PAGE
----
Staying at home and abusive relationships

Page last reviewed: 07 March 2021

The Mental Health Foundation is part of the national mental health response during the coronavirus outbreak. Government advice designed to keep us safe is under constant review and will be different depending on where you live: more details and up to date information here.

For people in abusive relationships, the lockdown restrictions have made seeking support challenging, with more people feeling isolated and support networks cut off overnight.

The fears and uncertainties linked to coronavirus may make perpetrators of abuse more tense, angry and unpredictable than usual. It may also be harder than before the pandemic to escape to places where we can feel safer, more supported and better able to seek help. 
The charity Refuge reports a large increase in calls to its helpline (call 0808 2000 247) for people experiencing domestic abuse, in the 10 months since April 2020. 
Government rules do clearly allow people to leave their homes in order to escape domestic abuse. This is true across the UK. There is no requirement to stay trapped with our abusers. 
Furthermore, support remains available and there are services available to help. Despite the lockdown restrictions and guidelines still in place, we can still leave home to seek support. 
For those of us in abusive relationships, some of the ways we can support ourselves during the Coronavirus outbreak are the same as for those whose relationships are not abusive. 
This includes trying to stick to a daily routine that supports our mental and physical health. For example, going outdoors for a walk or run (while staying within current guidelines) will give you a break from the other person and could be a chance to seek help.
If your internet browsing history is not being monitored, then it might also be helpful to join online discussion forums. These could be ones aimed at people in abusive relationships, such as this one run by the charity Women’s Aid. Or they could be on completely different topics, for example, music, local action to help people affected by the coronavirus, or other interests you may have.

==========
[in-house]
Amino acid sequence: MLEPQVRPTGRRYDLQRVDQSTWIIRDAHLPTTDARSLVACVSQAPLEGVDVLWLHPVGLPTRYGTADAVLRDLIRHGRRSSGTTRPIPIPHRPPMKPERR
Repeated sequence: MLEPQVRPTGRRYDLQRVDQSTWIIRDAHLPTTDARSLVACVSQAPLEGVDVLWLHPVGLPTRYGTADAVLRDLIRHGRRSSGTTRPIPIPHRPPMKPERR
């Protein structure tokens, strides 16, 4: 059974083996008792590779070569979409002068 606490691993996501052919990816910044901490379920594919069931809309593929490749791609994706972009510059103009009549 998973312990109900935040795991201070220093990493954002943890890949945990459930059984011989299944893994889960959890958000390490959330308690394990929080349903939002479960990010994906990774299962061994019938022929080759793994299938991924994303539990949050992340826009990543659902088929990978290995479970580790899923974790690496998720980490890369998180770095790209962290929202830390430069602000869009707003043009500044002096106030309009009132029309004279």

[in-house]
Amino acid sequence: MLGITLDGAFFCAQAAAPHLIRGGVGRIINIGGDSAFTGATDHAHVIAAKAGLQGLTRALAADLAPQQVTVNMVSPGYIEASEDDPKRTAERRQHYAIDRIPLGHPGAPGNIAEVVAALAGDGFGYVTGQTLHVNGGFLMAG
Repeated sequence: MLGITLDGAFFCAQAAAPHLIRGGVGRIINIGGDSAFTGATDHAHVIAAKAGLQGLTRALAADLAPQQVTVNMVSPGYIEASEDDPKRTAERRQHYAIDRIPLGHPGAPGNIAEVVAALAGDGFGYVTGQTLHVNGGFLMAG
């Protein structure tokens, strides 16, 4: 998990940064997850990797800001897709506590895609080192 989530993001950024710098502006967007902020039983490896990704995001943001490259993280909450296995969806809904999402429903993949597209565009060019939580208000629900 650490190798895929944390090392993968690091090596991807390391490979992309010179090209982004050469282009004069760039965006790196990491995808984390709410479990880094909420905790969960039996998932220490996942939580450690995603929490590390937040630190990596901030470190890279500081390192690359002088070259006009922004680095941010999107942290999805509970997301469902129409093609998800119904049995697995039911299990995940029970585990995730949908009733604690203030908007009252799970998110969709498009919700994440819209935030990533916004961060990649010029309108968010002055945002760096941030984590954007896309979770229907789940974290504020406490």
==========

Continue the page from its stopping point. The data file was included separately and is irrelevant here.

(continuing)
We should also continue with our usual methods of keeping ourselves and our children safe, where these are still possible.
If you are in immediate danger, call the police or an ambulance on 999. If you are in danger and unable to talk on the phone, call 999 and then press 55. This will transfer your call to the relevant police force who will assist you without you having to speak.
And remember, government rules clearly allow people to leave their homes, in order to escape domestic abuse. The fears and uncertainties linked to the coronavirus may make perpetrators of abuse more tense, angry and unpredictable than usual. It may also be harder than before the pandemic to  escape to places where we can feel safer, more supported and better able to seek help. 

It may also be helpful to:

Stay connected to those you trust

If it’s possible, we can use technology (like phone, e-mail or messaging apps) to stay in daily (or more frequent) touch with people who know our situation, like friends, family, colleagues or neighbours. This will help us stay connected and will show the perpetrator that other people know how we are - and may alert others if they don't hear from us.

Reach out for support and information

The crisis charity Hestia has opened 5,000 Safe Spaces in pharmacies across the UK for people experiencing domestic abuse. Users will be shown the consultation room, where they will find specialist support contact details. To find your nearest Safe Space click here. 
If it is safe to do so, you can download the Bright Sky app from your app store to access information and advice, as well as contact details of nearby specialist support services. You can visit for more information.
As well as the Government advice, a list of local services for people experiencing domestic abuse is available in a directory run by Women’s Aid.
Women’s Aid also offers support through email and instant messaging services, as well as a Survivor’s Handbook with information on subjects like housing and dealing with the police. 
If it is safe to do so, call a telephone helpline for support, either with mental health generally or with difficult relationships in particular:
  1. Freephone 24/7 National Domestic Violence Helpline, run by Refuge: 0808 2000 247
  2. The Men’s Advice Line, for male domestic abuse survivors – 0808 801 0327
  3. The Mix, free information and support for under 25s in the UK – 0808 808 4994
  4. National LGBT+ Domestic Abuse Helpline – 0800 999 5428
  5. Rights of Women advice lines, there are a range of services available
  6. The Everyone’s Business Advice Line is available to any business or organisation in the UK who would like free support, guidance or information regarding domestic abuse and how to support employees and colleagues enduring domestic abuse in the workplace. The Advice Line is open Monday-Friday, 9am-5pm via phone on 07770480437 or 0203 8793695, or email [email protected].

The Mental Health Foundation is committed to bringing readers reliable and relevant information. All of our pages are written and regularly reviewed by our mental health experts, in line with official advice on the coronavirus outbreak.

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Public Health England have developed explicit guidance on mental health in the crisis. If you want to develop a personalised plan for supporting your mental health you can also visit the PHE Every Mind Matters site, developed in collaboration with the Mental Health Foundation.

If you need to talk confidentially you can call Samaritans on 116 123 at any time. We also have a resource on how to get help for your mental health.